For five of his 16 seasons as a linebacker, he led the league in tackles. Last season, he became the first player in NFL history to achieve 40 sacks and 30 interceptions in his career.
But he is to be admired for other things, too. He has set up the Ray Lewis 52 Foundation to help deprived families.
There is no doubting the sincerity of his involvement in his charitable work nor of the extent of it.
The reason for his presence in London, for instance, was to pay a surprise visit to the London Warriors.
Based in Croydon, the Warriors have players who have been taken out of gang culture and persuaded to use sport to change.
Lewis was not paid for his visit. He wanted to do it. “I found out when I got there that they are exactly who I am,” he said.
He knew all about deprived, difficult childhoods. Born in Bartow, Florida, he had one himself.
“Mum would walk in my room sometimes and say ‘I can’t feed you tonight’,” Lewis said. “’Okay, I got it’,” I’d say. ‘Feed my brothers and sisters. I will survive’.
“I started to weightlift or train because I got tired of seeing my mum with black eyes. The guy she was with just loved to beat her.”
He talked to the Warriors players for more than an hour the first night he was here.
He talks now with the articulate force and intensity of a preacher, an evangelist, a man who wants to warn others away from the dangers he once faced.
“One kid asked me ‘when does the grind stop, when do you feel that you made it?’” Lewis said.
“I am 17 years in and I am 37 years old and I am still grinding. There is no stopping.
“I don’t know what point you are looking to get to but you will always have the next step, next step, next step.
“That’s the thing that sports is able to give you: next step, next step, next step and if you use it right, it can step you right out of the situation you are in.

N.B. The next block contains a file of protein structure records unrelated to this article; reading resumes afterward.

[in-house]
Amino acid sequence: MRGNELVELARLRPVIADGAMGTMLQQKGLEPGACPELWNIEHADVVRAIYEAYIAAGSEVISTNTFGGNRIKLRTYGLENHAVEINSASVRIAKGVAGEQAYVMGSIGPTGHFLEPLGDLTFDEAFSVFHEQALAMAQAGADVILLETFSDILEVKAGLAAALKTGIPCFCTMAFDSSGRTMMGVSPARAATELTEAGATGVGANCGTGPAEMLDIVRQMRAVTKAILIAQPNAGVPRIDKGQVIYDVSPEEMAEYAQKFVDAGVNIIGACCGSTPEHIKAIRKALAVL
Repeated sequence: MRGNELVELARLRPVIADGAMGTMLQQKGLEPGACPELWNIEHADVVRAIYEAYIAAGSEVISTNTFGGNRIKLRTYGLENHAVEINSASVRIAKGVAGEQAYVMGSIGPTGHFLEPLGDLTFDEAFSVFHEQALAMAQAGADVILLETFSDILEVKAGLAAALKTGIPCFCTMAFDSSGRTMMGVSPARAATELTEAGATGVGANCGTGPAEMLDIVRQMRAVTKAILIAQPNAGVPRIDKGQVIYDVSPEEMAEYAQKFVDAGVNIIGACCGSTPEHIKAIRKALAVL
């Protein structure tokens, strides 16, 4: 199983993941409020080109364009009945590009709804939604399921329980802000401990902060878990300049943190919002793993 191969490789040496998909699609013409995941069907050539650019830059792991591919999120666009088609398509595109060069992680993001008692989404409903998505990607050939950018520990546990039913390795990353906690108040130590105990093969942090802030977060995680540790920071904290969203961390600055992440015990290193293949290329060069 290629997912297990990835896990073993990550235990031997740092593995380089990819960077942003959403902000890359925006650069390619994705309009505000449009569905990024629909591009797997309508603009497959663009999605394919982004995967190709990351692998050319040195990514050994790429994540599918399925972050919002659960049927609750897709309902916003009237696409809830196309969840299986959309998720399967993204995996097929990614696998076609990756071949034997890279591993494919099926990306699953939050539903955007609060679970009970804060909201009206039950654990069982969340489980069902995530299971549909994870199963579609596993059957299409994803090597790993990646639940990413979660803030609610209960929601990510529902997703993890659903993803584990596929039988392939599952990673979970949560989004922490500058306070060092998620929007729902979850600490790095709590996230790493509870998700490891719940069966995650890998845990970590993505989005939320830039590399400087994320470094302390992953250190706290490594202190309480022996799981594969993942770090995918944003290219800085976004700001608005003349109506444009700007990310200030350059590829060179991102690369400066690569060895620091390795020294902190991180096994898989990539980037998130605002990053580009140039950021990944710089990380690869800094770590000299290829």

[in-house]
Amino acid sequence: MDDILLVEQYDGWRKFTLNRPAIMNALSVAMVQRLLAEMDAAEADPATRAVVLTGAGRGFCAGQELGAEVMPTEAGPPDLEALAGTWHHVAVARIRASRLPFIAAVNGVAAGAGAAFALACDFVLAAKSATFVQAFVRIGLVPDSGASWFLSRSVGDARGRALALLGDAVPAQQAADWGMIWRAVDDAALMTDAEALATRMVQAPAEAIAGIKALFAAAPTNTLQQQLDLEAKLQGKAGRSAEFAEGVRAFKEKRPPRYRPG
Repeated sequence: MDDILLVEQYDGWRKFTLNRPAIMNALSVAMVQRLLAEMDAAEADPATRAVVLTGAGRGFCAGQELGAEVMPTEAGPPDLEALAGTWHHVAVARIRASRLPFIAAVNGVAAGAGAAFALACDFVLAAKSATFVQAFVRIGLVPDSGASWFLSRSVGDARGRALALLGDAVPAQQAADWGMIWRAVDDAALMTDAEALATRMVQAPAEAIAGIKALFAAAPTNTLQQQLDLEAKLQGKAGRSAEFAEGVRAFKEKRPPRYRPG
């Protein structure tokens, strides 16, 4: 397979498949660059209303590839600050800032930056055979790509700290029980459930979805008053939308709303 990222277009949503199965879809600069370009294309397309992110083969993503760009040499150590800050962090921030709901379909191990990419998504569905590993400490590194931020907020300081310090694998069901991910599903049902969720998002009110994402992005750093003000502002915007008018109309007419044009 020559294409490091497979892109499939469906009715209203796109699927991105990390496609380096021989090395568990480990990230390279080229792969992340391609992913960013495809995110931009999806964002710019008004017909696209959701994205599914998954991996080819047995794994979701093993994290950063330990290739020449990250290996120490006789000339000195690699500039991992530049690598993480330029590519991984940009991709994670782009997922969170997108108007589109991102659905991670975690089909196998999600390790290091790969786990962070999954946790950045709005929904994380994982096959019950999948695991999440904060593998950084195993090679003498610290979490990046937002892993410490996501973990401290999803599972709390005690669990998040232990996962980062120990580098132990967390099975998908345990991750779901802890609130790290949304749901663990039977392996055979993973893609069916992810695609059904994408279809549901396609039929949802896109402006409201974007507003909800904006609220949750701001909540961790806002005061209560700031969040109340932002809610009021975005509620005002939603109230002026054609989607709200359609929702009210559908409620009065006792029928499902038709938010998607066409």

“With a lot of kids, talent overrides morals nowadays because they have figured out that if they can run a fast 40m and jump a high vertical leap, they can make a lot of money.
“So they think they don’t have to work on these other things that ultimately define them as a man. They think they don’t need those. I tell them there are no short cuts. Period.”
Lewis talks with great feeling, too, about others he has encountered and helped through his foundation.
A Baltimore patriarch called Papa Bill who died of cancer last week after Lewis helped him to reunite his fractured family.
And the kid Lewis had been planning to visit before the end of last season but who died on the eve of the Ravens’ narrow AFC Championship defeat to the New England Patriots which cost them a chance to return to the Super Bowl.
“I spoke to his mom on the phone and she was screaming ‘my only son is gone’,” Lewis recalled.
“I appreciated the game so much that day but I appreciated life even more. That’s what I tried to relate to my teammates, that win, lose or draw, don’t ever discredit life.
“In the locker room, I said to them ‘for you to be in here crying right now because of the loss of the game but I got a different story that means you can’t cry over no game’.
“Nah, we are bigger than that because there is real pain in this world.”
There was real pain in Atlanta, too. Whatever happened that night outside the Cobalt Lounge, Lewis has done much that is good in the second act of his American life.
“Before I was a football player,” Lewis said, “I was a man. I was a son. Now I love for people to meet me because they say ‘oh, you’re so different’.
“In America, they say once you go through something like Atlanta, you never bounce back.
“Your name never resurfaces. You kind of fade away. But I claim that to be a totally bogus lie.”